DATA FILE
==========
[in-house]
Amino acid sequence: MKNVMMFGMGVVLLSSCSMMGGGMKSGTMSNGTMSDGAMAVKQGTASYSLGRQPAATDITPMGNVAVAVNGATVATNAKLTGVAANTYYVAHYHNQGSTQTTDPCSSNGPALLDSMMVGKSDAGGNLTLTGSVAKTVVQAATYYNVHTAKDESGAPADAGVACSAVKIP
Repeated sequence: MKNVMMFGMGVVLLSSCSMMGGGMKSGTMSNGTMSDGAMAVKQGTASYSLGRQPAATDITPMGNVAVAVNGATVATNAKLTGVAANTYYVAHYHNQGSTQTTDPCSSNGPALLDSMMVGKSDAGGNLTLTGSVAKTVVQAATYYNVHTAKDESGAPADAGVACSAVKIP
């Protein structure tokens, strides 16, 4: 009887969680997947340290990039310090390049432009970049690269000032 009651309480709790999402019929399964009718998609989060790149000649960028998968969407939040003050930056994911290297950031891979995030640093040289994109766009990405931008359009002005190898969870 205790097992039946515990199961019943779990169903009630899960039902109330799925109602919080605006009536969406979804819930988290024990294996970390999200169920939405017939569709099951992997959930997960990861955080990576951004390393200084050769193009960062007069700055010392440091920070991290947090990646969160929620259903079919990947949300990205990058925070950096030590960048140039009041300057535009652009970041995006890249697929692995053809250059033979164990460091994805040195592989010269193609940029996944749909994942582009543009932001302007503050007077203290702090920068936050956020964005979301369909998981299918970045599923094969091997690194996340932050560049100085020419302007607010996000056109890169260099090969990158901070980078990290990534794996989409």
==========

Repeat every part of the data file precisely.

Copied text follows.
[in-house]
Amino acid sequence: MKNVMMFGMGVVLLSSCSMMGGGMKSGTMSNGTMSDGAMAVKQGTASYSLGRQPAATDITPMGNVAVAVNGATVATNAKLTGVAANTYYVAHYHNQGSTQTTDPCSSNGPALLDSMMVGKSDAGGNLTLTGSVAKTVVQAATYYNVHTAKDESGAPADAGVACSAVKIP
Repeated sequence: MKNVMMFGMGVVLLSSCSMMGGGMKSGTMSNGTMSDGAMAVKQGTASYSLGRQPAATDITPMGNVAVAVNGATVATNAKLTGVAANTYYVAHYHNQGSTQTTDPCSSNGPALLDSMMVGKSDAGGNLTLTGSVAKTVVQAATYYNVHTAKDESGAPADAGVACSAVKIP
């Protein structure tokens, strides 16, 4: 009887969680997947340290990039310090390049432009970049690269000032 009651309480709790999402019929399964009718998609989060790149000649960028998968969407939040003050930056994911290297950031891979995030640093040289994109766009990405931008359009002005190898969870 205790097992039946515990199961019943779990169903009630899960039902109330799925109602919080605006009536969406979804819930988290024990294996970390999200169920939405017939569709099951992997959930997960990861955080990576951004390393200084050769193009960062007069700055010392440091920070991290947090990646969160929620259903079919990947949300990205990058925070950096030590960048140039009041300057535009652009970041995006890249697929692995053809250059033979164990460091994805040195592989010269193609940029996944749909994942582009543009932001302007503050007077203290702090920068936050956020964005979301369909998981299918970045599923094969091997690194996340932050560049100085020419302007607010996000056109890169260099090969990158901070980078990290990534794996989409």